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Right now, about 25% of all sea level rise comes from the melting Greenland ice sheet. That means every variable that affects the sheet’s melting is critically important to understanding how much sea levels could rise in the near future. But ice sheets are dynamic systems; the factors that affect their melting are numerous, and often subtle.
In a paper published today in the journal Science Advances, researchers zero in on one critical factor: The movement of the snowline, where snow stops and starts on the ice sheet, plays a major role in how quickly the ice melts, they have found.
This makes intuitive sense: Snow-covered ice is bright white, while bare ice is darker; white reflects light and heat from the sun, while darker colors absorb it. When the snowline is in a different place on the ice, it leaves more or less of the dark ice exposed to the sun. Using data from NASA satellites, the researchers found that the position of the snowline often changed dramatically year to year, and its position determined more than half, 53%, of the changes in how much of the sun’s light and heat the ice absorbed.
“This study shows for the first time that this simple partitioning between bare ice and snow matters more when it comes to melting than a whole host of other processes that receive more attention,” Laurence Smith, an Arctic remote sensing expert and visiting professor at the Institute at Brown for Environment and Society who co-authored the study said in a statement.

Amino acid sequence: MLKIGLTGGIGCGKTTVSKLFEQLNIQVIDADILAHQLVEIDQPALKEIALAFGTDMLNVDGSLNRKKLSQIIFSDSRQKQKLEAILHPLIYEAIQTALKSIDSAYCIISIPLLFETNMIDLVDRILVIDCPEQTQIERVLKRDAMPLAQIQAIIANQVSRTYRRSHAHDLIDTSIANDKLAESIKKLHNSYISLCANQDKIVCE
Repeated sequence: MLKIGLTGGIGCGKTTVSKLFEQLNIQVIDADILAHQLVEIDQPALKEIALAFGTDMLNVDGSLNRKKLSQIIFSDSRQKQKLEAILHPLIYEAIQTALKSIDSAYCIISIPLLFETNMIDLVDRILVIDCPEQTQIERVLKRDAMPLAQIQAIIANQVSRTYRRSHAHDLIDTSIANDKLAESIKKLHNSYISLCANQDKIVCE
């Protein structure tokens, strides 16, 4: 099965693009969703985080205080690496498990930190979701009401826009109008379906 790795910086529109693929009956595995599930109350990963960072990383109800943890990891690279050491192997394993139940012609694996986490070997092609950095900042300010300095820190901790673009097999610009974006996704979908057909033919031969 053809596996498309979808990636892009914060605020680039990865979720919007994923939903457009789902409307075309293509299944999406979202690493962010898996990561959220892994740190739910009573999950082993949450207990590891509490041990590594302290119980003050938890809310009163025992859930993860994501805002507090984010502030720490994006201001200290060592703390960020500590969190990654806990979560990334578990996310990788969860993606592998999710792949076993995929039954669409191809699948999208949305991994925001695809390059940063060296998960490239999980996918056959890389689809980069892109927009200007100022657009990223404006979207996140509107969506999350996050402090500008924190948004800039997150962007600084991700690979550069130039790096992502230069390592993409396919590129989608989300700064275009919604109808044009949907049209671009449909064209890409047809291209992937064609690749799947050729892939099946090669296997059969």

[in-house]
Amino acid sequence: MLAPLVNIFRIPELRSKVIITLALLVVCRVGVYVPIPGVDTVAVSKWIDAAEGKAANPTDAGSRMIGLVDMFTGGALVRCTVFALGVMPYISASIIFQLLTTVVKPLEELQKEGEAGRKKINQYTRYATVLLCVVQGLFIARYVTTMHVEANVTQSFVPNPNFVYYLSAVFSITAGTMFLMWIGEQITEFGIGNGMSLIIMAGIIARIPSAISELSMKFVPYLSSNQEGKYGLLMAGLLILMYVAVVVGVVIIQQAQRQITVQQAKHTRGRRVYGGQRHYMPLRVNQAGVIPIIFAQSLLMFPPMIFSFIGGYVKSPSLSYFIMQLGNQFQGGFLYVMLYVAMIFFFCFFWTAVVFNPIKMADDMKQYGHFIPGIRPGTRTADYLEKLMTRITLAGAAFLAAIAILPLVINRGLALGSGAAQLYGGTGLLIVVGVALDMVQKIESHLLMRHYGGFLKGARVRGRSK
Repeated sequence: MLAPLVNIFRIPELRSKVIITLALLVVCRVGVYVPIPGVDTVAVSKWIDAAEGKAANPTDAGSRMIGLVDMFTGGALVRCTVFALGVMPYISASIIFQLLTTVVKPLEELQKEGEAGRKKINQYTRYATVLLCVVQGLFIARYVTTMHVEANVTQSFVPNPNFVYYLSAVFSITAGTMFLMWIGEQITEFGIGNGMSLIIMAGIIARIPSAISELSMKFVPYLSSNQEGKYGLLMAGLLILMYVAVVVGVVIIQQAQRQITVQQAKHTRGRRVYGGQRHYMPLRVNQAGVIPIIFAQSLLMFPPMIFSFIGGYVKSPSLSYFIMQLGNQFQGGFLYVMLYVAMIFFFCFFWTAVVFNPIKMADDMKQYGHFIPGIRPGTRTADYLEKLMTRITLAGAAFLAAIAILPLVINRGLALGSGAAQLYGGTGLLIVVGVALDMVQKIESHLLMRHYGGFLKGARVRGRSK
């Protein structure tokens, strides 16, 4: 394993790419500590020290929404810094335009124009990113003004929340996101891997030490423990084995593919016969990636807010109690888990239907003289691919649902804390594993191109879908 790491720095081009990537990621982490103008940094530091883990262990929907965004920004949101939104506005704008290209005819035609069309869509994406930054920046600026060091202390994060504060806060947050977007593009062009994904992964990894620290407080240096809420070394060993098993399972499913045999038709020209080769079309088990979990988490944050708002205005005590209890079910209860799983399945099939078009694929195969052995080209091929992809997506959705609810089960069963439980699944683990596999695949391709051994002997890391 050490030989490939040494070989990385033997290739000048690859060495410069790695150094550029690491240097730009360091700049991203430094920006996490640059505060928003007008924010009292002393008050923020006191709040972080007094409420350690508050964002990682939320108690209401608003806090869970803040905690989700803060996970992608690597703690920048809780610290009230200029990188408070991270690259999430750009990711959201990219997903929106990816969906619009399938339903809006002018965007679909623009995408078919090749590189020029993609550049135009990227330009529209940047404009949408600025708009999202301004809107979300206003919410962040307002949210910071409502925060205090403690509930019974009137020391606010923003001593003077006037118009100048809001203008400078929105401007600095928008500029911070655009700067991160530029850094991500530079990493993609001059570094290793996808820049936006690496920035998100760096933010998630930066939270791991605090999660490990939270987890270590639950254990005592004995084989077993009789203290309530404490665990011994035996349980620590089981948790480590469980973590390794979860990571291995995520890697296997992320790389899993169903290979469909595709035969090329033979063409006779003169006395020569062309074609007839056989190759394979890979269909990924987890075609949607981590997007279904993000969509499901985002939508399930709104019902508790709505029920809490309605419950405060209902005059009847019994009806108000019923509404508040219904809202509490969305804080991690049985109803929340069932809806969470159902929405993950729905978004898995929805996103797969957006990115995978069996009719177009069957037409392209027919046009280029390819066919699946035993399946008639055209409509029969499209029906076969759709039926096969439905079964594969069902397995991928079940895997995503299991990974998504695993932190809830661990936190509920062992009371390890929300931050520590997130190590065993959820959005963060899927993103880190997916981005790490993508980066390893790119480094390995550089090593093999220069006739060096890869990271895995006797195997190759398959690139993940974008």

This discovery has the potential to improve models used for future projections of ice melting and sea level rise, because until now researchers working on the Greenland ice sheet haven’t factored precise snowline measurements into their models. That’s a big factor to neglect. Researchers have spent a lot of time investigating how pooling water, layers of dirt and soot, and the growth of algae can darken the bare ice, leading it to absorb more of the sun’s energy, which triggers melt. But the simple change in location of the snowline actually affects the solar energy absorption of ice five times more than any of those factors.
“We found that models don’t reproduce snowlines very well, which adds an uncertainty to future projections,” Jonathan Ryan, a glaciologist at Brown and the lead author of the study, said. “But now that we’ve shown how important the snowline effect is, and have some direct observations of snowline positions, hopefully we can improve these models going forward.”